Cleansing Fire

Defending Truth and Tradition in the Roman Catholic Church

Utilitarianism – Part 1

July 11th, 2010, Promulgated by Vox Clara

It’s a topic that’s been covered a number of times in the Catholic blogosphere, but, given how prevalent it is, I believe it is worth another look. Utilitarianism is a popular philosphy with roots dating at least to classical times. It takes multiplicitous forms, but most often can be boiled down to some principle of optimizing “utility,” or happiness. The goal of the utilitarian then, is to create the greatest amount of happiness for the greatest number of people. For the sake of simplicity and in an effort to focus on a primary source for the philosophy of utilitarianism, I will be focusing on John Stuart Mill’s book Utilitarianism for this series of posts. Also, I must warn you that I will be posting as I read it so I may be correcting certain statements or restating things should it prove that I misunderstand Mill’s work mid-way through.

At a superficial level the notion that providing the greatest level of happiness to the greatest number of people as an optimal moral worldview strikes many as reasonable and even meritorious. Unfortunately, such a theory is behind a great many of the moral ills in contemporary society. For example, many people who favor euthanasia, especially for the elderly and feeble, cite utilitarian moral thinking. Suppose that grandma is in the hospital and very ill. She is suffering greatly and it pains her friends and relations to see her suffer so. Additionally, her medical bills present a significant burden on her children. Her illness, though grave, is not necessarily terminal. The utilitarian says that she ought to be put down (euthanized) to spare herself and her children worldly suffering. Obviously this represents grave moral evil to any Catholic. After all, life is a gift of God and to take it willingly is to commit an act of mortal sin and hence, to deprive oneself of eternity with God in the absence of true repentance.

Such reasoning also serves the abortion lobby. After all, why should a child grow up in poverty and suffering and why should a woman with child be put through the sufferings of childbirth and rearing if she doesn’t want them? Is not aborting the pregnancy more expedient than forcing a woman to carry the child to birth against her will and raise or give up the unwanted child for adoption? Then again, what if that child would have cured cancer or plugged the oil spill in the Gulf of Mexico or achieved some other great deed for the benefit of humanity? Utilitarianism seems to lack an answer to this moral quandary since we just can’t know what yields the greatest utility.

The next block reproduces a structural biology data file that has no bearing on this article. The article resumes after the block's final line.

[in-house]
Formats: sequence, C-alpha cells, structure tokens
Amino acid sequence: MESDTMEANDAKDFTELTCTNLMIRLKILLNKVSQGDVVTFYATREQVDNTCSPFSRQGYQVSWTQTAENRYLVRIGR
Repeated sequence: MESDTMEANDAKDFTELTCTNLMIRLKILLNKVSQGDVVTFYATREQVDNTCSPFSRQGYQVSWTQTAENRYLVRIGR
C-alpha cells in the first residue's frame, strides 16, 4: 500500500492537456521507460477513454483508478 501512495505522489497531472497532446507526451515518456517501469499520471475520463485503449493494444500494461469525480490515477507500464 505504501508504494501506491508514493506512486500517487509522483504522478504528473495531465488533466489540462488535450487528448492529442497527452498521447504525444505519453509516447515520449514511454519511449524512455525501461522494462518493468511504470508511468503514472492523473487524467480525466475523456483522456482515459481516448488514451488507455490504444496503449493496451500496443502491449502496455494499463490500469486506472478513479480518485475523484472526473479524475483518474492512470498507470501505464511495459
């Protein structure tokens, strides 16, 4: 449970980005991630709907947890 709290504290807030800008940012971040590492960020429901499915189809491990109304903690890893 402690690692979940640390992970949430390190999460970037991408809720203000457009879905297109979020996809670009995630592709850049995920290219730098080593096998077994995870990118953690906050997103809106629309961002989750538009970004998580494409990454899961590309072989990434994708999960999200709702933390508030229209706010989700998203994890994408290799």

Perhaps utilitarianism can be given a spiritual dimension in which eternal happiness and true, Catholic, morality is given pride of place before all other considerations? It may be that it would hold some real water if the salvation of souls were held to be the highest happiness and a trump card to be played over all manifestations of worldly happiness. This is a question that I intend to address later after I have obtained a deeper comprehension of utilitarianism as Mill presents it.

Moving to Mill’s utilitarianism, I’d like to summarize section 1 of his work which concerns general remarks about utilitarianism. Mill introduces his work by asserting that, in his day, the state of man’s assessment of the criterion for what is right and wrong was positively dismal. He contends that no “sense” as of sight or touch can help us to discern right from wrong in particular cases, but rather that any such a thing must be restricted to general principles of morality. Mill’s argument is that there is a single standard of morality and that that standard is the highest utility, or happiness that can come of a given moral decision. In other words, he takes happiness to be the source of moral obligation. Interestingly, Mill also believes that his theory cannot be proven logically since one cannot guage just what makes pleasure a good thing (or suffering so bad, for that matter). He does, however, affirm that reason can lead one to utilitarianism. Finally, Mill outlines the remainder of his book by explaining that he will next tackle what utilitarianism is and then seek to justify it on rational grounds.

Throughout Mill’s exposition, I aim to comment on his premises and conclusions from a Catholic perspective. At the end of it all, I’d like to assess his overall theory for its merits and faults. This should be a fun project for me and I hope that you all gain something from it too.

God bless!

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